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    Entries in Branding (2)


    Solid Brands Are Timeless

    A strong brand should never become obsolete. Branding and marketing alike require a thought out process that allows for accountability and excellence to drive the brand forward. Before discussing the power of a well-developed brand, it is important to define what is not a brand. An established brand is not a fad or a trend, but rather remains timeless and relevant. In recent years, the ‘live strong’ yellow bracelets worn by cyclist Lance Armstrong have become quite a popular item.

    The bracelets original goal was to raise awareness and support cancer research. The bracelets became more of a fad then a brand, as once the ‘newness’ fell away, the public was off to the next market trend. Brand power is ultimately about longevity, as brand power develops the market around them, growing with the clientele. The bracelet example illustrates the importance of marketing, but also shows how a popular trend does not necessarily lead to a developed brand. A strong brand requires a commitment to quality, market momentum and industry leverage. With these three things in place, a product or organization can work towards moving past the trend stage and into a well-developed brand.

    Developing a strong brand is not an easy task, but must be planned, strategized and effectively orchestrated. A healthy brand builds deep relationships with their consumers, and has their hand on the pulse of what the market needs and wants. With longevity comes the ability to set products and ideas not around what the consumer wants today, but rather match what they wanted yesterday with what they will want tomorrow.

    In saying that no brand can last forever, critics negate many past examples of brands that have stood the test of time, and offered like Coca-Cola and Tide Detergent. These brands have continually adapted to market conditions without compromises the core values and objectives that have remained strong since their inception. Ultimately, for a brand to remain relevant across generations means that a comprehensive team committed to excellence has worked with a superior product or service over time.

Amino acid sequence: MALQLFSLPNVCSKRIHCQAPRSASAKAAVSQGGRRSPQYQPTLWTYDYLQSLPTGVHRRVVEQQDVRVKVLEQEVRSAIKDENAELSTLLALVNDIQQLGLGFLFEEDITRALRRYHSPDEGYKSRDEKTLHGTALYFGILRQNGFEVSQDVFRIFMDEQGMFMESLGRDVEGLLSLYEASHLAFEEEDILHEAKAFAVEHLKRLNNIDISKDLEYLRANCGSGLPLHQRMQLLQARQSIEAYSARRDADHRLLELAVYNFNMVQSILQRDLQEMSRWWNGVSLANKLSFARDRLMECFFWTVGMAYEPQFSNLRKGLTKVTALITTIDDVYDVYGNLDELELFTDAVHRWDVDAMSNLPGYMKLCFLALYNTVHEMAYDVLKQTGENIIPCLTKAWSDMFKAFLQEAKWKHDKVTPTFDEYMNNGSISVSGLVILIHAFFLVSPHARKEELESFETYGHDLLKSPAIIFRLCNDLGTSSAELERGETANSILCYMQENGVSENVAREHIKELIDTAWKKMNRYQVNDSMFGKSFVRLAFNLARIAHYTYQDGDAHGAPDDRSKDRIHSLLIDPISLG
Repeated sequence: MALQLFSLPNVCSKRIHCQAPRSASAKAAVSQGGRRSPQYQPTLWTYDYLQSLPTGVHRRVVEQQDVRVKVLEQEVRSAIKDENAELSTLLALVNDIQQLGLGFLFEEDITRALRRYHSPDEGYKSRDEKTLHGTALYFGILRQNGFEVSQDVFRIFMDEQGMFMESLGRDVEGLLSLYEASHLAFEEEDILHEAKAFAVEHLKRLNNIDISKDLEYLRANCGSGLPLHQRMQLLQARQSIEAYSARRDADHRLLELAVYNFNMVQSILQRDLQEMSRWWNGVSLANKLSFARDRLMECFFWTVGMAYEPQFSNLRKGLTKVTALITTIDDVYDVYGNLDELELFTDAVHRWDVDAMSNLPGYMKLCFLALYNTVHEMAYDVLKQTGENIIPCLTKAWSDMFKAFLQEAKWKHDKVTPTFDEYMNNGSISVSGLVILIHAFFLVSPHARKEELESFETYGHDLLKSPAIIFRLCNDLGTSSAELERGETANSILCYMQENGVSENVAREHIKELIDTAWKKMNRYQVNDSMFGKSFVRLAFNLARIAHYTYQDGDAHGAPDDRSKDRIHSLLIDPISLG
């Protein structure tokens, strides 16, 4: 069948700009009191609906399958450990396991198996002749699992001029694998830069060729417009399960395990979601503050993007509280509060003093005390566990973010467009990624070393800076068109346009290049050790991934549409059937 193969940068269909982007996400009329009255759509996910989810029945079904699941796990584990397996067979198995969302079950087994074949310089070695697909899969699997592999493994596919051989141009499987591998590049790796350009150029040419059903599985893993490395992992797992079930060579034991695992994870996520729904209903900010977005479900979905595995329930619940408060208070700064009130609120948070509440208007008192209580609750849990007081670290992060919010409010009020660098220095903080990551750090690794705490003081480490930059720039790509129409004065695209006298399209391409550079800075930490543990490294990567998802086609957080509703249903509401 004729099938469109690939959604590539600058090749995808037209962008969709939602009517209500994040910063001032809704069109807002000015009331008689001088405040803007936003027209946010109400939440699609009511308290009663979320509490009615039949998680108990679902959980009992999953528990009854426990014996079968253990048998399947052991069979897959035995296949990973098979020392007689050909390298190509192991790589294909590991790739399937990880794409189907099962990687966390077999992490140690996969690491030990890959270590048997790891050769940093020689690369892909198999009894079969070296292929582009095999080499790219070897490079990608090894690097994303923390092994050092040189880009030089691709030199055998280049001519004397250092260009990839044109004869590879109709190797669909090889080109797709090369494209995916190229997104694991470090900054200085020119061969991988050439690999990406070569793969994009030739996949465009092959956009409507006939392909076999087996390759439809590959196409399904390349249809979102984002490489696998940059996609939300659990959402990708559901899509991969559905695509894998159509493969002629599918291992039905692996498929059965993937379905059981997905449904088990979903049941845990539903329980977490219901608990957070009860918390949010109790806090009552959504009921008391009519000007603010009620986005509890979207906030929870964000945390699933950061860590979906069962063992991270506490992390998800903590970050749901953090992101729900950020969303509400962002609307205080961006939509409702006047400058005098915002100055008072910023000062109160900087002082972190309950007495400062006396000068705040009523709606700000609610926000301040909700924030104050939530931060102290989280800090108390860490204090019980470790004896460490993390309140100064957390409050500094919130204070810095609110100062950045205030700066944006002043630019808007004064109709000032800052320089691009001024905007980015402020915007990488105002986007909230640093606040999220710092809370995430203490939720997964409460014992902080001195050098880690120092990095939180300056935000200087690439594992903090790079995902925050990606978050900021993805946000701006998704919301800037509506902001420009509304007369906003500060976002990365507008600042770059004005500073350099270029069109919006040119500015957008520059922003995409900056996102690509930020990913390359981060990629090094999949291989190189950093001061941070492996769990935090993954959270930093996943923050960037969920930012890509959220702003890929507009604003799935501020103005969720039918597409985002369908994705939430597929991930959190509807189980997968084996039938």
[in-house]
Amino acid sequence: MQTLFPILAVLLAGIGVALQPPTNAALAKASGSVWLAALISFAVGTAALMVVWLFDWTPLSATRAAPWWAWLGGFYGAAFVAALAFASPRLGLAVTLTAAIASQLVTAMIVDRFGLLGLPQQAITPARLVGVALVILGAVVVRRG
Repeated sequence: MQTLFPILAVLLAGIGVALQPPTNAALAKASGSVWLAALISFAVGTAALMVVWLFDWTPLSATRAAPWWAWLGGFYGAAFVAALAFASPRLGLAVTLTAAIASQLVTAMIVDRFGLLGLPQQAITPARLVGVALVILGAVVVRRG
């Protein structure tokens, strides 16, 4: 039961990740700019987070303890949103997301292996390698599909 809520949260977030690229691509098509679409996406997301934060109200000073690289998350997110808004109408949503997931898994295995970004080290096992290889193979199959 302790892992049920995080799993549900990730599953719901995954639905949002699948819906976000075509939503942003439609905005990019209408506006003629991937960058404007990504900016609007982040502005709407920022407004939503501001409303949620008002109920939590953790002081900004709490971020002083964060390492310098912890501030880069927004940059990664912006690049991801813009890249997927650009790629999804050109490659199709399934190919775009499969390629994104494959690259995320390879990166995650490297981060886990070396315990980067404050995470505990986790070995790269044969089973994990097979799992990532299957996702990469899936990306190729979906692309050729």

Brands that fail to remain competitive either lack one of the three key elements discussed, or are simply a fading trend. Brands that succeed have found a way to make it work. Whether it is giving the choice to customers like Burger King, or just creating a popular and desirable product like Coca-Cola, successful brands stand the test of time because they demonstrate the ability to set them apart and do what it takes to succeed.


    Employees: Owning the Business without Owning it

    It's an age old discussion.  You can't just grant/sell shares to anyone that asks, but yet...there is an attitude and altitude (of service & commitment) that comes with ownership.

    Some brands have been able to do it, some try and fail, and others just don't try at all...believing that they (the owner) is 100% committed and they will get somewhere between 25% and 75% from their staff at any given time.

    A pessimistic outlook...of course...but what else would you expect?  I believe that there are 3 keys to helping your employees "own" without owning.

    1) Treat them fairly and with respect at all times - Pay them well, treat them like adults, give them the benefit of the doubt...all of these things are basic management 101...but many business owners lose control of their staff simply because they either stop caring or start focusing on the wrong things.  A happy & healthy staff is a productive & loyal one.

    2) Leverage their knowledge & understanding of the business - One of the best resources you will ever find is not in a consulting report, but in the minds of your staff.  They know things about your business and customers that you have no clue ask!  How can we improve? What are the 3 most common problems you hear from customers? These questions enable the conversation to move from the present to the future.  Good staff want to stay with ask them what they want the company to look like in 10 years...because keeping them around that long is great for both of you!

    3) Use words like "our" instead of "my" and "we" instead of "I" - This is the real way to ensure you get the most from employees on an active and continual basis.  By involving them and giving them ownership through verbal cues, you are in essence tasking them (as a part of their job) to own the portion of the business that they are responsible for.  For example, "Our clients need to be served in the most efficient way can we ensure that happens?"  By involving them in the process of development (internal & external) you provide them with a sense of belonging and the ability to look beyond the 9-5 job and see the bigger picture.